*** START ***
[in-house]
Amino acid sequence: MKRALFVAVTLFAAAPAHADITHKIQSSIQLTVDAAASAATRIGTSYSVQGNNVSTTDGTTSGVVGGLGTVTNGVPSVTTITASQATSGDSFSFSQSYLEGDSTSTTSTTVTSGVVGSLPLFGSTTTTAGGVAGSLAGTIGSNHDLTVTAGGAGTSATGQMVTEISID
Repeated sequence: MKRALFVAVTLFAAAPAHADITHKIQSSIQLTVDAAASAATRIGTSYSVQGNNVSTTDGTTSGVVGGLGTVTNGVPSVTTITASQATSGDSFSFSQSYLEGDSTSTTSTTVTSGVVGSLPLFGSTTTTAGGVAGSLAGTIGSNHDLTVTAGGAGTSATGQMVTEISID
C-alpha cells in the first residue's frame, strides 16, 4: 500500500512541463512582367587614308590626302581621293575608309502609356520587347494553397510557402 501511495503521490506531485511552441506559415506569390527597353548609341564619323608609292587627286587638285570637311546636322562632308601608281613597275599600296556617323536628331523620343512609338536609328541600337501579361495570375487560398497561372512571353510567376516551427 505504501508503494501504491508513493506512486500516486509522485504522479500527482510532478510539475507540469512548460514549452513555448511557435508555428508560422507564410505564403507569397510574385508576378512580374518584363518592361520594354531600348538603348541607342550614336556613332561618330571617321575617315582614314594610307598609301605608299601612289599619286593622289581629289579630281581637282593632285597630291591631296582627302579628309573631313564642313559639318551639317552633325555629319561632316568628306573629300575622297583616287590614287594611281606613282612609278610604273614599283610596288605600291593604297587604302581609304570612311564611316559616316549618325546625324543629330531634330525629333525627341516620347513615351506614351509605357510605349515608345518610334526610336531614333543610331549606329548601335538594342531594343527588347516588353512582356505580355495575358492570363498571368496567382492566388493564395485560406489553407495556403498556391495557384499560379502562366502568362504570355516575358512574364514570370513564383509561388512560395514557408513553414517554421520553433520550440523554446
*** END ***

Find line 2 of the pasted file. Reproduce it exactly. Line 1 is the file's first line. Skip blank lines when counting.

Amino acid sequence: MKRALFVAVTLFAAAPAHADITHKIQSSIQLTVDAAASAATRIGTSYSVQGNNVSTTDGTTSGVVGGLGTVTNGVPSVTTITASQATSGDSFSFSQSYLEGDSTSTTSTTVTSGVVGSLPLFGSTTTTAGGVAGSLAGTIGSNHDLTVTAGGAGTSATGQMVTEISID